Child with nebulizer over their nose and mouth being embraced by adult

Incidental Medical Services (IMS) in Child Care Programs

The Americans with Disabilities Act (ADA), the California Unruh Civil Rights Act, and the California Disabled Persons Act protect children and adults with disabilities. These laws apply to Child Care Centers (CCCs) and Family Child Care Homes (FCCHs). CCCs and FCCHs must make reasonable accommodations for children with disabilities and special health care needs. Your child care program may be asked to safely give medications or provide other types of care, such as blood glucose testing or gastrostomy tube (g-tube) feedings. These services are called Incidental Medical Services (IMS).

California Community Care Licensing Division released Provider Information Notice PIN 22-02-CCP in February 2022. PIN 22-02-CCP describes what needs to be in place to safely give IMS in licensed child care programs. 

Your Program’s IMS Plan  

Your IMS Plan describes the kinds of services you are prepared to give and the steps you will take to do it safely. Your IMS Plan is part of your Plan of Operation. The IMS Plan needs to be written, kept up-to-date, and submitted to your Regional Licensing Office.  It also needs to be available for staff to read. Your program’s IMS Plan should include:

The types of IMS you provide, for example:

  • Blood glucose testing
  • Insulin administration
  • Inhaled medications administration, such as for asthma
  • G-tube feeding and care
  • Other medical orders provided by the child’s primary care provider
  • Emergency IMS:
    • Glucagon administration
    • Epinephrine auto-injector administration
    • Anti-seizure medication administration

The forms you will use, for example:

How you will store medicines and supplies out of children’s reach. Include how you:

  • Receive medications
  • Store medications
  • Return unused and expired medications

Your staffing plans:

  • One or more trained staff members must be present when a child who needs IMS is in care, even when on field trips.  
  • Ask the child’s health care provider what kind of training is needed.
  • Keep proof of training on-site.
  • Provide training for new and substitute staff who provide care for a child with special health care needs.  

Your hygiene and sanitation practices:

  • Wash hands before and after giving medication.
  • Use standard precautions when handling blood: wash hands, wear gloves, clean and disinfect surfaces.
  • Store needles and other hazardous waste in special “sharps” containers.
  • Dispose of “sharps” containers according to local hazardous disposal rules.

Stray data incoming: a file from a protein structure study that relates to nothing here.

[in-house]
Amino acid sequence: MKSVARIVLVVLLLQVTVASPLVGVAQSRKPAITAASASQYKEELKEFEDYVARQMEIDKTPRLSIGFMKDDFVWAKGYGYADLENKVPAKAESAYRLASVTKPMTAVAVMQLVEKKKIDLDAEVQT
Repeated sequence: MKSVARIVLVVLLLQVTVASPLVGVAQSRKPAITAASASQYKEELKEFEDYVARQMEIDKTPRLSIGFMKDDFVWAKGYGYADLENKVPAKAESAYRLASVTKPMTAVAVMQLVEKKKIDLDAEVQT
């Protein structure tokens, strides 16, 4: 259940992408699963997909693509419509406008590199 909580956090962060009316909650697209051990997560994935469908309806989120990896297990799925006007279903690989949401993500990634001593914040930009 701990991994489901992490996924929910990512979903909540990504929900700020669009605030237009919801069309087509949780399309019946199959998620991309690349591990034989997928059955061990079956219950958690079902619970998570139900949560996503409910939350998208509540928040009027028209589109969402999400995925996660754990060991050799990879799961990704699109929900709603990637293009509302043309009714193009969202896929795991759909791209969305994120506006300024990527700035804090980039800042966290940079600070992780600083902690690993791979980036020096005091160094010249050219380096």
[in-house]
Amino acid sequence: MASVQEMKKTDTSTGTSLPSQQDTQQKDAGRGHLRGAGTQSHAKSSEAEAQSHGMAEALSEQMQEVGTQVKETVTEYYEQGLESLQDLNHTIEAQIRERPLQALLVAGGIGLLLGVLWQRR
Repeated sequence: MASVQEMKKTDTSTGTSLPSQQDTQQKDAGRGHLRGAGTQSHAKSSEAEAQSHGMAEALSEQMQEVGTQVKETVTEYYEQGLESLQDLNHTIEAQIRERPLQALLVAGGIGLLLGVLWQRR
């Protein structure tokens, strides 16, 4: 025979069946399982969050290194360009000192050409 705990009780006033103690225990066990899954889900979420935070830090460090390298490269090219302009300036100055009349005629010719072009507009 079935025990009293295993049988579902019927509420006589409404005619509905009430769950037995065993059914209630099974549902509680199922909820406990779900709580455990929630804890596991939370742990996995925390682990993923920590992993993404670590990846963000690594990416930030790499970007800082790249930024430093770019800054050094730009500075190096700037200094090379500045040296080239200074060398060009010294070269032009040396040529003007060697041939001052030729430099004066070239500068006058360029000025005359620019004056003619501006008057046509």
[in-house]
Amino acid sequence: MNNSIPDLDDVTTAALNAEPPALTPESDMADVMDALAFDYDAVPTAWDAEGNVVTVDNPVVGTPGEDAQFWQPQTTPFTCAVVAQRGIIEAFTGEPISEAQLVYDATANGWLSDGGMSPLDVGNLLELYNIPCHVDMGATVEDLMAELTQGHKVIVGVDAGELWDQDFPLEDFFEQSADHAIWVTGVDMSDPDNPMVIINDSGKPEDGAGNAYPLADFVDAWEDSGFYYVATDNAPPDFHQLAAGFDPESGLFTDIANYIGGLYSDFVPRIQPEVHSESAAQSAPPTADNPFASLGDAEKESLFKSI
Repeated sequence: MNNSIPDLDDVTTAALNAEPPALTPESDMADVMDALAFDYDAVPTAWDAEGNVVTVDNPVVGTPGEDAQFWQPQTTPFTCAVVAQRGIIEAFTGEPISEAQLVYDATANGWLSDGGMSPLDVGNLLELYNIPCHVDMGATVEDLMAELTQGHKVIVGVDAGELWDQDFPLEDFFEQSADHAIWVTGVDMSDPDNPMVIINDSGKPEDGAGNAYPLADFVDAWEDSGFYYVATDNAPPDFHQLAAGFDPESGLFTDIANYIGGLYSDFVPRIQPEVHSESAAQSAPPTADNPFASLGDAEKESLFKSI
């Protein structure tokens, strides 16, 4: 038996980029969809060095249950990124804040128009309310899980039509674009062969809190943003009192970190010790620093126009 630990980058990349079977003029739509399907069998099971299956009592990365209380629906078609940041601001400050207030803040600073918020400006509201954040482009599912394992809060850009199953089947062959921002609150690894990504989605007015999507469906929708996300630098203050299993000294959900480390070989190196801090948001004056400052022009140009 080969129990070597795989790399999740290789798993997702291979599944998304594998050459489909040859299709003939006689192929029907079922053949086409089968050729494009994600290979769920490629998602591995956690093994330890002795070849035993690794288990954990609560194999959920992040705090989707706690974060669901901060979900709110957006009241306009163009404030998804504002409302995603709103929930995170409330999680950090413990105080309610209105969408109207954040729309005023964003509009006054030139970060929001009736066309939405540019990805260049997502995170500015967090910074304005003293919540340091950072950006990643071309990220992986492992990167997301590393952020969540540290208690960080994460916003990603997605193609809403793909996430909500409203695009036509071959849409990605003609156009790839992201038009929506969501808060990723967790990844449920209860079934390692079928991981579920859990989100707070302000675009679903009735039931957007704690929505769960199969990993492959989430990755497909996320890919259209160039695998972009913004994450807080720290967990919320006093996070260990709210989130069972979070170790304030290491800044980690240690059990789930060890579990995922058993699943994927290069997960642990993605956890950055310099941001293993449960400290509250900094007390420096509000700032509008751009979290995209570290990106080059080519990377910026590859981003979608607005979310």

The records you will keep:

  • Keep a record of when a staff member gives IMS or notices unusual signs or symptoms.  
  • Share the records with the child’s family.  

What to do in an emergency:

  • Work with a child’s family and health care provider to identify their emergency signs and symptoms and what to do in an emergency. Include this information in the child’s special health care plan.
  • Immediately after providing emergency IMS, call 9-1-1, then notify the family.
  • Fill out an Unusual Incident/Injury Report (LIC 624 for CCC, LIC 624B for FCCH). Submit it to your CCL Regional Office.
Your Program’s Disaster Plan

In addition to developing and updating your IMS Plan, you will need to update your Disaster Plan. Include how children who need IMS will be cared for, even during an emergency or disaster situation. Make plans to take medication and supplies with you in case of evacuation.  

Children’s Special Health Care Plans

Develop special health care plans for children who need IMS. Work with the family and their health care provider to develop a special health care plan.  Having a detailed plan that is specific to an individual child will help you keep them healthy and safe.
The special health care plan describes the unique needs of a child with a disability or a special health care need. Include:

  • A statement from the child’s health care provider with the kind of care the child needs and the kind of training child care staff need.
  • Written parent consent for each staff member trained to give the care needed.
  • The supplies you will need.
  • When and how to give care, including medications.
  • Who is trained to give care.
  • The child’s symptoms in an emergency.  
  • What to do in an emergency.
  • When and how to contact the child’s family.
  • When and how to contact the child’s health care provider.

 February 2023, UCSF California Childcare Health Program